As I grew older, I was of course, confirmed and began to take on a more active leadership role in the church. At the age of twelve, I chaired my first church committee “The 50th Anniversary Committee for Humber United Church” – looking back on this, I now realize that my mother actually did most of the work, but I was immensely proud to be the chair of a committee. At the age of twelve I was also given the opportunity to lead worship and preach one Sunday when our minister was away – I was so excited for this opportunity. I can still remember that the Old Testament reading for that day was Noah and the Flood, and I compared it to the American reality show Survivor, which was at the peak of its popularity. I called Noah, “the ultimate survivor.” Looking back on the manuscript and knowing what I know now, it was a pretty terrible sermon, but… not bad for a twelve year old.

Throughout high school I took on a greater role within the church: becoming a member of session and becoming the youngest Chair of the Official Board in the history of the United Church of Canada. Also around this time, I began exploring what was happening beyond the walls of my own congregation: I took an interest in the United Church’s commitment to social justice and to living out our faith at all times, just not on Sundays, echoing the words of the Letter of James: “let us be doers of the word and not hearers only.” I started to attend district and conference meetings and sit on those committees as well, and in 2012, I served as a Commissioner to General Council in Ottawa.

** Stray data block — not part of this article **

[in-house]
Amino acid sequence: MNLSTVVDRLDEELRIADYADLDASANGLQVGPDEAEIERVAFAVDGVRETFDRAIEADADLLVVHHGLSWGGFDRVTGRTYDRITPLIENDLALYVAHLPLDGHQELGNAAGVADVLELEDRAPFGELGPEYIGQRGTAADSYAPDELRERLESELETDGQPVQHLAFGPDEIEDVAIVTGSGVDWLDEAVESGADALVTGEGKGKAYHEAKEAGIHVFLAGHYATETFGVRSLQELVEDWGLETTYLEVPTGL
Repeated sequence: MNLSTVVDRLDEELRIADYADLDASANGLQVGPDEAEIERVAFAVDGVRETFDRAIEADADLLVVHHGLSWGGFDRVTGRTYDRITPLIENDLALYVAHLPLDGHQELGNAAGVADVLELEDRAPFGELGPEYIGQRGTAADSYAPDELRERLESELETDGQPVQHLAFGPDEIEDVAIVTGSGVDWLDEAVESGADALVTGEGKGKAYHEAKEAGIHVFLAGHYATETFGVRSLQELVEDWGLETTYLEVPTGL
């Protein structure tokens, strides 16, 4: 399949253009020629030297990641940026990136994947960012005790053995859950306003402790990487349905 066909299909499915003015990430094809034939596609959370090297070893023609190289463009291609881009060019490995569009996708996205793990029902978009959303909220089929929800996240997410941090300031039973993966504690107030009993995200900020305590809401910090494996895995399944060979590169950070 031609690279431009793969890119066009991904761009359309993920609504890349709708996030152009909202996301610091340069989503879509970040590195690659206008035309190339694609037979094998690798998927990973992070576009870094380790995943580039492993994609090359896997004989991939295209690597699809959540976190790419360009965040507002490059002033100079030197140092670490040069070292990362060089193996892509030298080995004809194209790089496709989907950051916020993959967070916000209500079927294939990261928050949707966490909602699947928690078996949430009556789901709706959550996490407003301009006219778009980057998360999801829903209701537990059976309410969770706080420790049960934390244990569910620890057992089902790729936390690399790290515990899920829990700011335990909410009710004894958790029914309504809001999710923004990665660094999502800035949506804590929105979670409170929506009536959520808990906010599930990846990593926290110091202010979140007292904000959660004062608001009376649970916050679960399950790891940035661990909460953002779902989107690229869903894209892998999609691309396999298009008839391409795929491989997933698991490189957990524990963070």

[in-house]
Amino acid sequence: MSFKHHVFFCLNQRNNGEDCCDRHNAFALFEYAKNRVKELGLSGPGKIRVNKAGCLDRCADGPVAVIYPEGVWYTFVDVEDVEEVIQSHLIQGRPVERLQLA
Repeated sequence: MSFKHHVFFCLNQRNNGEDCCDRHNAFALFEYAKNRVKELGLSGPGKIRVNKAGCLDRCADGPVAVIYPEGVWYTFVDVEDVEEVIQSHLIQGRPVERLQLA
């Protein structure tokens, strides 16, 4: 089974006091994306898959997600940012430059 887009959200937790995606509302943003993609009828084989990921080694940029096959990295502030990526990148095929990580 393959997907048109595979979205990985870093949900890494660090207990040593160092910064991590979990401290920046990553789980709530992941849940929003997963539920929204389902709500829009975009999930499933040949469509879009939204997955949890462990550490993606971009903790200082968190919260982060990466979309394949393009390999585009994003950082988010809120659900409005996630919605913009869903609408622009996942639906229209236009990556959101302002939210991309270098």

When I came to University, I was misled by attending another United Church here in St. John’s (which shall remain nameless), but I eventually came to find this wonderful community here at Cochrane Street. Here I was able to grow and be supported by this congregation of wonderful people and receive mentorship, support, and lots of understanding from Miriam. It broke my heart to leave here in 2016, but I have been lucky enough to find another rich community of faith in Toronto where I can feel supported and encouraged as well, although, it will never replace Cochrane Street.